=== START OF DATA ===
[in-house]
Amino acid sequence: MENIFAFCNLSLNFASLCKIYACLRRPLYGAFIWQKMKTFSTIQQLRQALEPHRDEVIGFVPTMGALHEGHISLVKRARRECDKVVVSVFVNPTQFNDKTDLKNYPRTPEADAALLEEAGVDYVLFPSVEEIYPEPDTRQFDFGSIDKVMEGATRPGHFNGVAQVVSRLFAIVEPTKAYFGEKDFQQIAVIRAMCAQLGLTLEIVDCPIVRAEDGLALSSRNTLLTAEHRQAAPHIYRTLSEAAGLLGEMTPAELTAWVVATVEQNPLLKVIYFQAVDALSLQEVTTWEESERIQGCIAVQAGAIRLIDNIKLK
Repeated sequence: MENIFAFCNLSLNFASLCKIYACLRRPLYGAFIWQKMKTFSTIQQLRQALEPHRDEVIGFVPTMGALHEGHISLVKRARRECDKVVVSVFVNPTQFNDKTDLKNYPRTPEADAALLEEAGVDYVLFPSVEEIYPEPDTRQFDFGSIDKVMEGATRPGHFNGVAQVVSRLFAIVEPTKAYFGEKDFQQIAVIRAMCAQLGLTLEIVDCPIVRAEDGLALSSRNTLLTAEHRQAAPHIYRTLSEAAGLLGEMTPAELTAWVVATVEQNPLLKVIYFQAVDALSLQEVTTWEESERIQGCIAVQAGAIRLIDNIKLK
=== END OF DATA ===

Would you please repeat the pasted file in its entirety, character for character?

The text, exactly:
[in-house]
Amino acid sequence: MENIFAFCNLSLNFASLCKIYACLRRPLYGAFIWQKMKTFSTIQQLRQALEPHRDEVIGFVPTMGALHEGHISLVKRARRECDKVVVSVFVNPTQFNDKTDLKNYPRTPEADAALLEEAGVDYVLFPSVEEIYPEPDTRQFDFGSIDKVMEGATRPGHFNGVAQVVSRLFAIVEPTKAYFGEKDFQQIAVIRAMCAQLGLTLEIVDCPIVRAEDGLALSSRNTLLTAEHRQAAPHIYRTLSEAAGLLGEMTPAELTAWVVATVEQNPLLKVIYFQAVDALSLQEVTTWEESERIQGCIAVQAGAIRLIDNIKLK
Repeated sequence: MENIFAFCNLSLNFASLCKIYACLRRPLYGAFIWQKMKTFSTIQQLRQALEPHRDEVIGFVPTMGALHEGHISLVKRARRECDKVVVSVFVNPTQFNDKTDLKNYPRTPEADAALLEEAGVDYVLFPSVEEIYPEPDTRQFDFGSIDKVMEGATRPGHFNGVAQVVSRLFAIVEPTKAYFGEKDFQQIAVIRAMCAQLGLTLEIVDCPIVRAEDGLALSSRNTLLTAEHRQAAPHIYRTLSEAAGLLGEMTPAELTAWVVATVEQNPLLKVIYFQAVDALSLQEVTTWEESERIQGCIAVQAGAIRLIDNIKLK